Volkswagen Kombi Review and Specs

Volkswagen Kombi Review

Pros

  • The iconic surfers staple, a design classic
  • In a class of its own; nothing else can quite compete

Cons

  • Lacks speed and power; but then, when youre in a Kombi, who wants to rush?
  • Servicing can be costly on older models as can purchase prices
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Overview, Look, and Feel of the Volkswagen Kombi

There is no doubt that some of the most iconic cars in the history of vehicle manufacture have come from the Volkswagen stable, and the VW Kombi is no exception. The Kombi has been one of the most enduring and sought-after motors since its introduction back in 1950. Over the course of more than six decades, it has become a worldwide symbol for all that is fun and fantastical, embedding itself in Australian culture as a surfing icon and true classic.

Legend has it that the Kombi was first developed as a vehicle for transporting parts around VWs German factory. A small fleet of utilitarian vans was fashioned from metal panels around a Beetle chassis and, seeing mileage in the idea, a small group of VW executives decided to fine tune the design and put the van into production. The rest, as they say, is history.

Earlier Kombis are characterised by a split front windscreen and affectionately referred to by Kombi fans as splitties, while models from 1967 onwards feature the more familiar single panel front glass and are known as bay window models. A popular ambulance version was developed back in 1951, which was widely used in a number of territories all over the world.

These days the Kombi comes in a Transporter, Multivan, and Caravelle format. Production has, for a long time, been limited to Brazil, where the single remaining Kombi plant was, until recently, still turning out some 250 examples every day. Many of these have been destined for buyers within Brazil but a not insignificant number have also found their way overseas onto Australian shores. Sadly, with the introduction of rigorous new road safety legislation, the Kombi has had to accept that its days are well and truly numbered.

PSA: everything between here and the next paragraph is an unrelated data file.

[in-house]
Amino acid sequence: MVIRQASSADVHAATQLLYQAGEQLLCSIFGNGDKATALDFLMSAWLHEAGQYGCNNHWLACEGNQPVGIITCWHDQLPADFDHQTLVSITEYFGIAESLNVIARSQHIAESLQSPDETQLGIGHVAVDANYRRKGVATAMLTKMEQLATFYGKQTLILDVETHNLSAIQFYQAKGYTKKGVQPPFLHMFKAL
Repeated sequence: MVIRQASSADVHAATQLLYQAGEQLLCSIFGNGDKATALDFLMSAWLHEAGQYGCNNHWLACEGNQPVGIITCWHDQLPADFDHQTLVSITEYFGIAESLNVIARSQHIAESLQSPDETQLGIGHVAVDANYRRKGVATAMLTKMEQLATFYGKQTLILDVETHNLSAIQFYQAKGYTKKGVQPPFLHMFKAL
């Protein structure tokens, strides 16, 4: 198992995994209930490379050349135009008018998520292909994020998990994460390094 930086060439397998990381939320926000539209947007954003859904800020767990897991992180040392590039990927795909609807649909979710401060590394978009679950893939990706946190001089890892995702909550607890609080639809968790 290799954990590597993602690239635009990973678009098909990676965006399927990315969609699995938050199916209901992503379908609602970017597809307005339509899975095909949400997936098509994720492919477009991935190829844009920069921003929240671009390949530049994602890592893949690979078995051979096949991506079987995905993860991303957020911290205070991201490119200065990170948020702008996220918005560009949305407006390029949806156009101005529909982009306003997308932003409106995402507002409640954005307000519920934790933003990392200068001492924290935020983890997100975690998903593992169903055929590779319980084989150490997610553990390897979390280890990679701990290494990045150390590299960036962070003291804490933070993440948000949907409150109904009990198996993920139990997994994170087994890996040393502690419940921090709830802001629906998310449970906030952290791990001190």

The Kombis collectors item status means prices for older models are rising in line with their age, although as always, this is largely dictated by their condition and individual characteristics.

Volkswagen Kombi Engine Specs and Performance

The earliest Kombis were powered by a 1.1L petrol engine, delivering just 18kW and with a top speed of 100km/h. This has risen over the course of several generations to the newest 2.0L and 2.5L turbo-diesel models, which are capable of achieving speeds of nearer 160 km/h with between 62kW and 128kW of power.

The Kombi was, from early days, assembled in Melbourne by Ford Australia. The original 1.1L delivering 18kW was upgraded in 1953 to a 1.2L model delivering 22kW and again to a 1.2L delivering 30kW in 1959. The latter was fraught with problems and eventually subject to a recall by Volkswagen. It is unlikely that many survive, but if you do come across one, think carefully before investing no spare parts were ever made!

Second-generation Kombis are known as the Type 2 (T2) and date from 1967 onwards. During the course of its reign, the T2 saw a variety of engines, from a 1.6L with 35kW right through to a 1.8L giving 67kW and a 2.0L with 52kW; they feature a choice of 4-speed manual or 3-speed automatic gearbox. With such a range to choose from, it is important to test drive your Kombi carefully before you buy to ensure you know exactly what you are getting.

Standard Equipment and Options for the Volkswagen Kombi

The Kombi was one of the first vehicles, along with the Citroen H Van, to place the driver above the front wheels in a forward control position, with the engine firmly out of the way at the rear. This is not unfamiliar these days, but in its time, it made for quite a different drive and not a supremely smooth one on the 15-inch wheels that came standard.

The VW Kombi is one of the most widely modified vehicles around. In addition to the standard factory variants, such as the Transporter, Multivan, and Weekender, a plethora of third-party adaptations include refrigerated vehicles, hearses, ambulances, fire engines, and, of course, the ubiquitous camping van conversions.

If you are looking for a VW Kombi with the familiar sliding door feature to the side, look for models dating from 1964 onwards, as it was only then that this option became available as an alternative to the outwardly hinged doors unless of course the vehicle has been modified in the intervening years.

Volkswagen Kombi's Competition

As a collectors item and an iconic piece of vehicle design, in many ways the Kombi sits in a class of its own. If it must be compared to the rest, it holds up favourably against the other T models from Volkswagen, such as the Caravelle. Otherwise check out the Mitsubishi Express for more economy but less history and class.

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